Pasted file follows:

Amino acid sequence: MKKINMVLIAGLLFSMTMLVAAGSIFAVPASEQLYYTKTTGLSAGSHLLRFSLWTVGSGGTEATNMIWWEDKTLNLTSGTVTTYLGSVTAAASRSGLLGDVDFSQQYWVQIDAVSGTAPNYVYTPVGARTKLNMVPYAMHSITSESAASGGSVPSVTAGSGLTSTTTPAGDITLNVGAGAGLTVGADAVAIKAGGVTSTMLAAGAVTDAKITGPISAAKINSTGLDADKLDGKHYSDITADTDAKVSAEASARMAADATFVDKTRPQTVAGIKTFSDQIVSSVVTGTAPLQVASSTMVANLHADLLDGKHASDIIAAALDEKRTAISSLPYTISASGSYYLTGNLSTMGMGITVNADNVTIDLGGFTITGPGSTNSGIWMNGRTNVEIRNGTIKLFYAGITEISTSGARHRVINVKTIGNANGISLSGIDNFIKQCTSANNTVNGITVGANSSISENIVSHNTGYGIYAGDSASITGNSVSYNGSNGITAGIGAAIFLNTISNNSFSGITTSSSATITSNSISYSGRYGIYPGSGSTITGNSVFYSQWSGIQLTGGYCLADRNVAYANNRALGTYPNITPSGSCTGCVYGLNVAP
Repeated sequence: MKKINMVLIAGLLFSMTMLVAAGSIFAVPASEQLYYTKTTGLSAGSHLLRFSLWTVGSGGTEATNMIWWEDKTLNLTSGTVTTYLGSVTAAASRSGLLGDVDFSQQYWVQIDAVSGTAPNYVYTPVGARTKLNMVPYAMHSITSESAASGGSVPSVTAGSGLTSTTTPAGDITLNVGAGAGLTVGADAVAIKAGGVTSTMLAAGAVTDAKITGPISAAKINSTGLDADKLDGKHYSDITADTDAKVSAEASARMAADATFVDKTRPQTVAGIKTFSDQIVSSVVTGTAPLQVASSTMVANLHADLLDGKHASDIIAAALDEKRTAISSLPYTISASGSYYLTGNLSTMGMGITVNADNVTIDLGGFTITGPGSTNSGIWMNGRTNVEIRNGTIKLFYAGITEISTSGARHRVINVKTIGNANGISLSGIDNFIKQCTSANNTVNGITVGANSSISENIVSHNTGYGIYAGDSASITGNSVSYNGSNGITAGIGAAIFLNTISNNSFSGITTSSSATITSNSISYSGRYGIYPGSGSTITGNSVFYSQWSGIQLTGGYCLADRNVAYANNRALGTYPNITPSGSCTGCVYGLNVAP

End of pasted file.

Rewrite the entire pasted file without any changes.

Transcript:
Amino acid sequence: MKKINMVLIAGLLFSMTMLVAAGSIFAVPASEQLYYTKTTGLSAGSHLLRFSLWTVGSGGTEATNMIWWEDKTLNLTSGTVTTYLGSVTAAASRSGLLGDVDFSQQYWVQIDAVSGTAPNYVYTPVGARTKLNMVPYAMHSITSESAASGGSVPSVTAGSGLTSTTTPAGDITLNVGAGAGLTVGADAVAIKAGGVTSTMLAAGAVTDAKITGPISAAKINSTGLDADKLDGKHYSDITADTDAKVSAEASARMAADATFVDKTRPQTVAGIKTFSDQIVSSVVTGTAPLQVASSTMVANLHADLLDGKHASDIIAAALDEKRTAISSLPYTISASGSYYLTGNLSTMGMGITVNADNVTIDLGGFTITGPGSTNSGIWMNGRTNVEIRNGTIKLFYAGITEISTSGARHRVINVKTIGNANGISLSGIDNFIKQCTSANNTVNGITVGANSSISENIVSHNTGYGIYAGDSASITGNSVSYNGSNGITAGIGAAIFLNTISNNSFSGITTSSSATITSNSISYSGRYGIYPGSGSTITGNSVFYSQWSGIQLTGGYCLADRNVAYANNRALGTYPNITPSGSCTGCVYGLNVAP
Repeated sequence: MKKINMVLIAGLLFSMTMLVAAGSIFAVPASEQLYYTKTTGLSAGSHLLRFSLWTVGSGGTEATNMIWWEDKTLNLTSGTVTTYLGSVTAAASRSGLLGDVDFSQQYWVQIDAVSGTAPNYVYTPVGARTKLNMVPYAMHSITSESAASGGSVPSVTAGSGLTSTTTPAGDITLNVGAGAGLTVGADAVAIKAGGVTSTMLAAGAVTDAKITGPISAAKINSTGLDADKLDGKHYSDITADTDAKVSAEASARMAADATFVDKTRPQTVAGIKTFSDQIVSSVVTGTAPLQVASSTMVANLHADLLDGKHASDIIAAALDEKRTAISSLPYTISASGSYYLTGNLSTMGMGITVNADNVTIDLGGFTITGPGSTNSGIWMNGRTNVEIRNGTIKLFYAGITEISTSGARHRVINVKTIGNANGISLSGIDNFIKQCTSANNTVNGITVGANSSISENIVSHNTGYGIYAGDSASITGNSVSYNGSNGITAGIGAAIFLNTISNNSFSGITTSSSATITSNSISYSGRYGIYPGSGSTITGNSVFYSQWSGIQLTGGYCLADRNVAYANNRALGTYPNITPSGSCTGCVYGLNVAP